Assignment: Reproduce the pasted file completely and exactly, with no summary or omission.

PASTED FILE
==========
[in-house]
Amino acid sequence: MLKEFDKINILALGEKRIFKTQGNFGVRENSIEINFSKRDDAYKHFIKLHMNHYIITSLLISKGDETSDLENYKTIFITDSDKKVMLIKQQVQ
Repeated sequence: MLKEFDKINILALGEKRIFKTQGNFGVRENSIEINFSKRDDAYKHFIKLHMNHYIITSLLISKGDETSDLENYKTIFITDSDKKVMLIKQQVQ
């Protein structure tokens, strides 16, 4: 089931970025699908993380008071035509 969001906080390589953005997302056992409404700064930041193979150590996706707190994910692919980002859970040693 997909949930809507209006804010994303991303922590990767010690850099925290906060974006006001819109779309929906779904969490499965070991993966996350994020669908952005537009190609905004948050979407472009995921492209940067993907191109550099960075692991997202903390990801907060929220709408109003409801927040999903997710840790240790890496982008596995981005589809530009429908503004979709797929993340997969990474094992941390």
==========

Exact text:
[in-house]
Amino acid sequence: MLKEFDKINILALGEKRIFKTQGNFGVRENSIEINFSKRDDAYKHFIKLHMNHYIITSLLISKGDETSDLENYKTIFITDSDKKVMLIKQQVQ
Repeated sequence: MLKEFDKINILALGEKRIFKTQGNFGVRENSIEINFSKRDDAYKHFIKLHMNHYIITSLLISKGDETSDLENYKTIFITDSDKKVMLIKQQVQ
């Protein structure tokens, strides 16, 4: 089931970025699908993380008071035509 969001906080390589953005997302056992409404700064930041193979150590996706707190994910692919980002859970040693 997909949930809507209006804010994303991303922590990767010690850099925290906060974006006001819109779309929906779904969490499965070991993966996350994020669908952005537009190609905004948050979407472009995921492209940067993907191109550099960075692991997202903390990801907060929220709408109003409801927040999903997710840790240790890496982008596995981005589809530009429908503004979709797929993340997969990474094992941390």